Essay about Tobacco Advertising Is Illegal but Alcohol Is Not. Is This Hypocritical?

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COMM 3P14 – Media Industries

Tobacco Advertising is Illegal, but Advertising for Alcohol is not, Is This Hypocritical?

Rebecca Stewart
Russell Johnston
Seminar 3
November 11, 2012
Advertisements are a vital part of any company’s marketing strategy, and are used to inform or persuade an audience about a certain product or service. In fact, North American companies are among the world’s highest advertisers (Boone et al., 2010, 502). Today, an average consumer is exposed to hundreds of advertisements every day. It is when these companies attempt to promote a dangerous product that restrictions must be, and have been put in place. For several years, Canada’s regulations on tobacco advertisements have become stricter, while
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This code includes provisions to ensure promotions for alcoholic beverages do not encourage non-drinkers or young people to drink or purchase alcohol, imply a certain brand is superior because of a higher alcohol percentage, and that consumption of alcohol enhances enjoyment of an activity (CRTC 2011). These regulations are far more lenient compared to the restrictions on tobacco advertising. Advertising Standards Canada has now gained responsibility to review advertisements concerning alcohol to ensure they are in accordance with the CRTC’s code (Darling, 1996).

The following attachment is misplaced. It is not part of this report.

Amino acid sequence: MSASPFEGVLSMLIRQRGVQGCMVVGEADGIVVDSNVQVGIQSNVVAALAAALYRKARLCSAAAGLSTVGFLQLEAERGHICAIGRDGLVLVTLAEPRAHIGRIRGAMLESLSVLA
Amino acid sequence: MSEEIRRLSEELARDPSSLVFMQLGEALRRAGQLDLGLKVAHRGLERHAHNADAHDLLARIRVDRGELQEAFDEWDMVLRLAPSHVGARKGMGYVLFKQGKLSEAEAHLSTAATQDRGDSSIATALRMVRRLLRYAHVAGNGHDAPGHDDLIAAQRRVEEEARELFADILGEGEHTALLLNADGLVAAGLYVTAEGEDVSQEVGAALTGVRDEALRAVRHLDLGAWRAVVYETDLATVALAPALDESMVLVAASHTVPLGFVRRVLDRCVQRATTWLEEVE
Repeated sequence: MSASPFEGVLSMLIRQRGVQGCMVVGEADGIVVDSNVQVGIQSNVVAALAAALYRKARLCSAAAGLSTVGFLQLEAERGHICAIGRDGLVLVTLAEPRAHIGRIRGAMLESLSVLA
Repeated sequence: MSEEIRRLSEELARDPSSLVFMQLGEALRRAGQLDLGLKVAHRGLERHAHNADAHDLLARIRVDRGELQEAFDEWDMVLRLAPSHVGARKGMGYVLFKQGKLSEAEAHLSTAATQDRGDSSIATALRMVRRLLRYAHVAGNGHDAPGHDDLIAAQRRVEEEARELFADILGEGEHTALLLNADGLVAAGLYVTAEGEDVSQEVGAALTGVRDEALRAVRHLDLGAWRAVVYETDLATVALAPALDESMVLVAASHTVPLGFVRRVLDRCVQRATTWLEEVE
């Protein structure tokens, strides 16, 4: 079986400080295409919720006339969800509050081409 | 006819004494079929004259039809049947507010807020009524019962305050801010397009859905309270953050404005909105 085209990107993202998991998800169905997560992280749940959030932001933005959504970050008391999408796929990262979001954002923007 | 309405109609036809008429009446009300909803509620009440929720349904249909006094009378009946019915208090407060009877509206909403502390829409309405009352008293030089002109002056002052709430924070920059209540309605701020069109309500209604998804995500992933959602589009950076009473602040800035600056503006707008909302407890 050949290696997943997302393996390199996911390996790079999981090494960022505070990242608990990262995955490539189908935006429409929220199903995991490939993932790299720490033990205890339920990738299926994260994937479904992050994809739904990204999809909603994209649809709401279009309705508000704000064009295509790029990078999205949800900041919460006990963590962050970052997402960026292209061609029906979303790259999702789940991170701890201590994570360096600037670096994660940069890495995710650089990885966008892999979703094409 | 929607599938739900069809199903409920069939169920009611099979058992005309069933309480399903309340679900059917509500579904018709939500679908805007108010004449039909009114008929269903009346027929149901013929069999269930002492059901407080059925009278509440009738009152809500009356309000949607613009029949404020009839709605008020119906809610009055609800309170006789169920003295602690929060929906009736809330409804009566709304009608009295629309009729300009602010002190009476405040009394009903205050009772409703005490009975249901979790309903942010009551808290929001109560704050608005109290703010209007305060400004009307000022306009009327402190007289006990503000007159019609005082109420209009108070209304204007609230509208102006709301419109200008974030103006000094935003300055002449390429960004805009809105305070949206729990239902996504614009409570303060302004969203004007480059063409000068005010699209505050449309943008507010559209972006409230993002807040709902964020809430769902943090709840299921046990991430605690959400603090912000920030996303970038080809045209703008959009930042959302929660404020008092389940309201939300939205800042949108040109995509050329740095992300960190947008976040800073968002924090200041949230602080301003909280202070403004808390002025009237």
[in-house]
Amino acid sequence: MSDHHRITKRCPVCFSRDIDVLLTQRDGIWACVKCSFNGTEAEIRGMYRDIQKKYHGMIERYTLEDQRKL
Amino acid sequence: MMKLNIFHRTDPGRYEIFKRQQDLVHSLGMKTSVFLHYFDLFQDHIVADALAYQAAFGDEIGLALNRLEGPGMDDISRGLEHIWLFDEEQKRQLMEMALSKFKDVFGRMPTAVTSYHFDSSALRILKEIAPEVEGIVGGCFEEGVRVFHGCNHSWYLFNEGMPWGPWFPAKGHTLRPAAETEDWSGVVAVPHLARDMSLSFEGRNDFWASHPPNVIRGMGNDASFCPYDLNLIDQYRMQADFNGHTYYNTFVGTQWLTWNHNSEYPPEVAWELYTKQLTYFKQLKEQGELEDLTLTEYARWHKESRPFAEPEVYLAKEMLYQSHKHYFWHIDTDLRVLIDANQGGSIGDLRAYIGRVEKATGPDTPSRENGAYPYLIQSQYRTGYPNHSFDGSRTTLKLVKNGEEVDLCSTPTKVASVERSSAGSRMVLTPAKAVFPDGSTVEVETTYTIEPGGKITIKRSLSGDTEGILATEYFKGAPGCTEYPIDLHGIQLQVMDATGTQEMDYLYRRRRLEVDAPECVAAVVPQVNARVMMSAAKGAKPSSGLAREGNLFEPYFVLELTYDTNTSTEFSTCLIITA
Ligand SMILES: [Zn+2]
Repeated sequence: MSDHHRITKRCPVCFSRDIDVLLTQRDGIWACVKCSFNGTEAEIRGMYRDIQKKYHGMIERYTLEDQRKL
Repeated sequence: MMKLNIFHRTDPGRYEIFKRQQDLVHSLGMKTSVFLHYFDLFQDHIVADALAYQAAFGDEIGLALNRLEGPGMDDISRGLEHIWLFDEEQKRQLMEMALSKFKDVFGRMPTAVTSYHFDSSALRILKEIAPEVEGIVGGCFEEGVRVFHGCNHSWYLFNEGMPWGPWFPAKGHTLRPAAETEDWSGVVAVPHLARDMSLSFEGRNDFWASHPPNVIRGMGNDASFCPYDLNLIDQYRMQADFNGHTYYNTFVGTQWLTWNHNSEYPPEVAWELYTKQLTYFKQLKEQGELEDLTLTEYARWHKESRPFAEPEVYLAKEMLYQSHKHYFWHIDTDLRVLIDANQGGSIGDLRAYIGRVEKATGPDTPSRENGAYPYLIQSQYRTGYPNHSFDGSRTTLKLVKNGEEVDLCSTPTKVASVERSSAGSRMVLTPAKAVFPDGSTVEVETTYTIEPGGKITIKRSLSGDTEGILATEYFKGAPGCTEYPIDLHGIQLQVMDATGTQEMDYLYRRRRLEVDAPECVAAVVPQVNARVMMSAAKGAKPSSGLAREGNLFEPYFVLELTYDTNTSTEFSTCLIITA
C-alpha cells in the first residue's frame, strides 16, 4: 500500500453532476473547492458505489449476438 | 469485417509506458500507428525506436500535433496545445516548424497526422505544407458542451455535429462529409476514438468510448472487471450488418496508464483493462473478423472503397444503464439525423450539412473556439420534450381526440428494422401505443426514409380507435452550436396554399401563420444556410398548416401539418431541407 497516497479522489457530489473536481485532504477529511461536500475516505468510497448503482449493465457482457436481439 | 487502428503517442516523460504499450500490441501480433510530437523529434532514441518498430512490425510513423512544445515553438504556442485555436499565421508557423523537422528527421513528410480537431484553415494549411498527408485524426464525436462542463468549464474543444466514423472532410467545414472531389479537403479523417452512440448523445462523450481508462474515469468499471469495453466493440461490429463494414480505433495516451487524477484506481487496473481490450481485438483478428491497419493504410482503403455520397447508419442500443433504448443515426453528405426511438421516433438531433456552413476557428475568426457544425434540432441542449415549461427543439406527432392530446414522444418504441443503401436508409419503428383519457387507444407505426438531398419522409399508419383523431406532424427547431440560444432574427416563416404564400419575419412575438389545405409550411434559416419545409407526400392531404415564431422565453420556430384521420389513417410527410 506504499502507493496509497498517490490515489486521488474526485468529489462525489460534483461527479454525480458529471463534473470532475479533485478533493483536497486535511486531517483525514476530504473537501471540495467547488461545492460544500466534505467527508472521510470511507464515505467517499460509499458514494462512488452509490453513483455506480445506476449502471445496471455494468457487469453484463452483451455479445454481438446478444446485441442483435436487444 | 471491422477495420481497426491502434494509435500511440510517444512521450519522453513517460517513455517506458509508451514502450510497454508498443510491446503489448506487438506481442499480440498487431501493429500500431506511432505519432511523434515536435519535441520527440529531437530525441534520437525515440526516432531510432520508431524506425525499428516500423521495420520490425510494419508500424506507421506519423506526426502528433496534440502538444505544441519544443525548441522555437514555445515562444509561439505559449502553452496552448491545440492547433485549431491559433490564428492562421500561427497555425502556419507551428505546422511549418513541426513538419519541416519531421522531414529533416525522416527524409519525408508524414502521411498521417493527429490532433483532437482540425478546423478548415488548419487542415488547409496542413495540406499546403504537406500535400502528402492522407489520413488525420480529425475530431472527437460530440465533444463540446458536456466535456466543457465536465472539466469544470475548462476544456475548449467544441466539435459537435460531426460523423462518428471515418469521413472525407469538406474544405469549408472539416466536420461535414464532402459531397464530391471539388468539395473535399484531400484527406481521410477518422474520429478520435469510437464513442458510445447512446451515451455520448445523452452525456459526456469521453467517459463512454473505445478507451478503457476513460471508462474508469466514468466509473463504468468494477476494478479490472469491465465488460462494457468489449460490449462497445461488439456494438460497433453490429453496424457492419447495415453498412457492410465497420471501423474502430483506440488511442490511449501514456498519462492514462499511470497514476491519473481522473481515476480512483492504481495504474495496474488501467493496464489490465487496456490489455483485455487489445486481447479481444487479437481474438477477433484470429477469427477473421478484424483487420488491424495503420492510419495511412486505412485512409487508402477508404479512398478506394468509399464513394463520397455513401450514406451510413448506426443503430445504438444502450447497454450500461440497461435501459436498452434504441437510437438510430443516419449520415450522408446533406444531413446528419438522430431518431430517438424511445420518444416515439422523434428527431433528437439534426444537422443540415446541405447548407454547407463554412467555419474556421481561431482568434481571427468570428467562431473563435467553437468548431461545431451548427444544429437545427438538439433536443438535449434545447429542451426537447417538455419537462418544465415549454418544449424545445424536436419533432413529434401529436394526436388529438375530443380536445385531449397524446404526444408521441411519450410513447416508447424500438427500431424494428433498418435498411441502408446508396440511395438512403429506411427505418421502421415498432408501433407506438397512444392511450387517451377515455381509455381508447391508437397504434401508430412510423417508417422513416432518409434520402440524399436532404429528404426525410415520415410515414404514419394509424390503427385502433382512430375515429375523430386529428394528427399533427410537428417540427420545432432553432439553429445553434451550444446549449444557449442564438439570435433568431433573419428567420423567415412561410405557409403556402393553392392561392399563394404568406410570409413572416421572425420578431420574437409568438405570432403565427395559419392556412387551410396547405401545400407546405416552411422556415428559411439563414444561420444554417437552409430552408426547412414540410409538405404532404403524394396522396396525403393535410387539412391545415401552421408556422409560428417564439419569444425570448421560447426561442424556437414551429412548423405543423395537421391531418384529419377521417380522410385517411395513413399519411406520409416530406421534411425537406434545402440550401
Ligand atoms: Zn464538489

Moreover, alcohol is just as dangerous to society as tobacco. Statistics Canada shows that alcohol use by drivers was a factor in nearly 30% of motor vehicle related deaths from 2003-2005 (Statistics Canada, 2011). Also, deaths from other alcohol related disorders such as cirrhosis of the liver accounted for over 1400 deaths in 2003 (Statistics Canada, 2009). The most relevant stakeholders in this issue, young people, are severely affected by alcohol use in Canada. In 2011, 13.2% of Canadian youth ages 12 to 19 fell under the heavy drinker category, that is, consuming 5 or more drinks on one occasion at least once a month (Statistics Canada, 2011). Similarly, “the rate of persons accused of impaired driving offences was highest among young adults between the ages of 19 and 24” (Statistics Canada, 2011). Additionally, 28.8% of Canadian students admitted to being driven by someone